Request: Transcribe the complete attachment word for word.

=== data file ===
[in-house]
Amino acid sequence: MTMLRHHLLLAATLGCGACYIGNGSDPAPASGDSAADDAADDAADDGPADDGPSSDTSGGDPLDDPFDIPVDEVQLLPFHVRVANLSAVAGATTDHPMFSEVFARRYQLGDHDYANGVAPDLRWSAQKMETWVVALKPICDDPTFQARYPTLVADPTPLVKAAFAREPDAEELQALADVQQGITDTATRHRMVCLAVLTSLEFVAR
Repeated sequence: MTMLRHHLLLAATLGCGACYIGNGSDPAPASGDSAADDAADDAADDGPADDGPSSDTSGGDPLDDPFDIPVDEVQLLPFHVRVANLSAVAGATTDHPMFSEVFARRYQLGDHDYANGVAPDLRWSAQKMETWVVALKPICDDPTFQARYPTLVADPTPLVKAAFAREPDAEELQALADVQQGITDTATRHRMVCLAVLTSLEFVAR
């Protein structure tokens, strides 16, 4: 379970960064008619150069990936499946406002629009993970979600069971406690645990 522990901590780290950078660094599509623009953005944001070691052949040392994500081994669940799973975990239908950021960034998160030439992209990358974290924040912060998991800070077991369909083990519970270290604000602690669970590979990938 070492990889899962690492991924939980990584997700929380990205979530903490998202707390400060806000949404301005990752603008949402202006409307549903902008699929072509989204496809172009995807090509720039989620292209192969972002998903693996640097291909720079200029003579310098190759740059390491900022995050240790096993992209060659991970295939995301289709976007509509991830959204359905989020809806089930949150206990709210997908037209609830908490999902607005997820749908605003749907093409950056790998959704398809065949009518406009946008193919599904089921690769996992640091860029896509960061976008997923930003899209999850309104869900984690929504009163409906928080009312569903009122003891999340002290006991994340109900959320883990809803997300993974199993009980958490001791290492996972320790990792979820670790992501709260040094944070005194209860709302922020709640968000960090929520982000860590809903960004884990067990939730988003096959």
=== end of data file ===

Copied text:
[in-house]
Amino acid sequence: MTMLRHHLLLAATLGCGACYIGNGSDPAPASGDSAADDAADDAADDGPADDGPSSDTSGGDPLDDPFDIPVDEVQLLPFHVRVANLSAVAGATTDHPMFSEVFARRYQLGDHDYANGVAPDLRWSAQKMETWVVALKPICDDPTFQARYPTLVADPTPLVKAAFAREPDAEELQALADVQQGITDTATRHRMVCLAVLTSLEFVAR
Repeated sequence: MTMLRHHLLLAATLGCGACYIGNGSDPAPASGDSAADDAADDAADDGPADDGPSSDTSGGDPLDDPFDIPVDEVQLLPFHVRVANLSAVAGATTDHPMFSEVFARRYQLGDHDYANGVAPDLRWSAQKMETWVVALKPICDDPTFQARYPTLVADPTPLVKAAFAREPDAEELQALADVQQGITDTATRHRMVCLAVLTSLEFVAR
């Protein structure tokens, strides 16, 4: 379970960064008619150069990936499946406002629009993970979600069971406690645990 522990901590780290950078660094599509623009953005944001070691052949040392994500081994669940799973975990239908950021960034998160030439992209990358974290924040912060998991800070077991369909083990519970270290604000602690669970590979990938 070492990889899962690492991924939980990584997700929380990205979530903490998202707390400060806000949404301005990752603008949402202006409307549903902008699929072509989204496809172009995807090509720039989620292209192969972002998903693996640097291909720079200029003579310098190759740059390491900022995050240790096993992209060659991970295939995301289709976007509509991830959204359905989020809806089930949150206990709210997908037209609830908490999902607005997820749908605003749907093409950056790998959704398809065949009518406009946008193919599904089921690769996992640091860029896509960061976008997923930003899209999850309104869900984690929504009163409906928080009312569903009122003891999340002290006991994340109900959320883990809803997300993974199993009980958490001791290492996972320790990792979820670790992501709260040094944070005194209860709302922020709640968000960090929520982000860590809903960004884990067990939730988003096959």